“That led to all sorts of invitations to perform and it’s gone from there, really. Not bad for a little granny from Augusta.”

Ms Perry, a keen surfer and bird-watcher, uses her fame to inspire young kids to develop an interest in music and the elderly to stay active.

“There’s nothing quite like getting into a good groove with your musical friends in a band, or even just playing by yourself,” she said.

“I suppose it’s like a surfer catching a really good wave. There’s a thrill to keeping exactly in time that is hard to describe.

“I don’t know why, but it gives me a thrill.”

Topics: television, social-media, information-and-communication, music, arts-and-entertainment, augusta-6290, wa, united-states

Sheeran back on Twitter after brief disappearance following Thrones cameo

Updated July 19, 2017 09:59:42

Ed Sheeran’s disappearance from Twitter appears to be short-lived.

The singer’s page has reappeared with a spring clean of old tweets after a brief disappearance prompted speculation that the singer had quit the social media platform after mixed reaction to his cameo on TV show Game of Thrones.

Sheeran’s Twitter account, which boasts 14 million followers, appeared to have been deactivated on Monday (local time).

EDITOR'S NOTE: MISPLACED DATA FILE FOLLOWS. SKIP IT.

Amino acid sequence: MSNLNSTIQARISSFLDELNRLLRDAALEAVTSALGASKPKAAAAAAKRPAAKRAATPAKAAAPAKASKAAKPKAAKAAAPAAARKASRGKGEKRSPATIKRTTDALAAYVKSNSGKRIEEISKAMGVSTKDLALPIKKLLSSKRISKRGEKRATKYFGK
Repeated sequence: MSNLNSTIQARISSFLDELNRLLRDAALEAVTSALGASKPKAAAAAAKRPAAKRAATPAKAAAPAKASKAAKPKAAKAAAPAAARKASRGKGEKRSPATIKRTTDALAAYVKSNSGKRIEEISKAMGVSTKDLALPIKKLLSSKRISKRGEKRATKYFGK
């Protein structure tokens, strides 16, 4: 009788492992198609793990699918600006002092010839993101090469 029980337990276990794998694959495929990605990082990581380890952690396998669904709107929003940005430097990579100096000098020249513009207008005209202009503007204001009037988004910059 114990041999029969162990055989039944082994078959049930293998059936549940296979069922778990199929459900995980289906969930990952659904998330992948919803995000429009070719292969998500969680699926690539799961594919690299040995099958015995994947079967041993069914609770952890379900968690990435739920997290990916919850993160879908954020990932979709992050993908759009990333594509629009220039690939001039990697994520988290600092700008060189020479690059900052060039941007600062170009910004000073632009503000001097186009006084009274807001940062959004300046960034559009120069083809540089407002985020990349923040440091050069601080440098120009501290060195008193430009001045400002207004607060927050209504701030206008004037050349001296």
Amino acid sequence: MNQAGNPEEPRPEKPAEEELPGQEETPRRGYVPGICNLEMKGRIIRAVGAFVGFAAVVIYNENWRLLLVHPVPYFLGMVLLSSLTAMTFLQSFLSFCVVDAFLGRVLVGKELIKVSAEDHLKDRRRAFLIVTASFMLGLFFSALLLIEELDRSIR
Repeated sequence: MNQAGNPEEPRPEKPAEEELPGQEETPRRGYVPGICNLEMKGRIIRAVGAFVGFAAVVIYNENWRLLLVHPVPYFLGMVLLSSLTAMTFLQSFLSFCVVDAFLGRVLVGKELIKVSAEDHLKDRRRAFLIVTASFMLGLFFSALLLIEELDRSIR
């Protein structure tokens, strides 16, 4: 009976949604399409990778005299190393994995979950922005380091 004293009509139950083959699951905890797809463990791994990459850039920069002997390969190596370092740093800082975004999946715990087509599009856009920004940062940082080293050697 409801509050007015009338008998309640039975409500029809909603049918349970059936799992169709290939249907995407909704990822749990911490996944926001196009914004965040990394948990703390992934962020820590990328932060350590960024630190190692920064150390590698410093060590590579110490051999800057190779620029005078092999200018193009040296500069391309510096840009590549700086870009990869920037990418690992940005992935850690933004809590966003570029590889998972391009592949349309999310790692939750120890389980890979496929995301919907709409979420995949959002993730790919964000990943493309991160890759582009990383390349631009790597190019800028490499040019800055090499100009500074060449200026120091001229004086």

On Tuesday, it was live again, but many of Sheeran’s 30,000 tweets, including recent posts and comments from fans, had been deleted.

At the time of writing, only three tweets from April 2013 were visible on the singer’s page.

A representative for the British singer did not immediately respond to requests for comment.

Sheeran was active on Instagram on Tuesday, posting a photo of a cat and a picture from the set of Game of Thrones.

On Sunday he also posted photos and a video of his Game of Thrones cameo.

Sheeran’s guest performance generates mixed reviews

Sheeran’s scene in the HBO medieval fantasy series, in which he played a singing soldier who encountered character Arya Stark, garnered mixed reception from avid Game of Thrones fans.

While Snow Patrol lead singer Gary Lightbody, Coldplay member Will Champion and Sigur Rós have also had guest appearances on the show, it is not known for casting celebrities.

Creators DB Weiss and David Benioff explained at a South by Southwest panel earlier this year the very personal reason why Sheeran appeared on the show.

Mr Benioff said they had tried for years to land Sheeran as a surprise for Maisie Williams, who plays Arya Stark, Vanity Fair reported.

She is apparently a huge fan.

The 26-year-old singer, whose latest album, Divide, topped charts in the United States and Britain earlier this year, has been vocal about his dislike of Twitter.

He told Britain’s Sun newspaper earlier this month that it was “nothing but people saying mean things” and was trying to “work out why people dislike me so much”.

He also said he had stopped using the platform regularly.

Reuters/AP

Topics: arts-and-entertainment, social-media, internet-culture, information-and-communication, united-kingdom

First posted July 19, 2017 09:06:36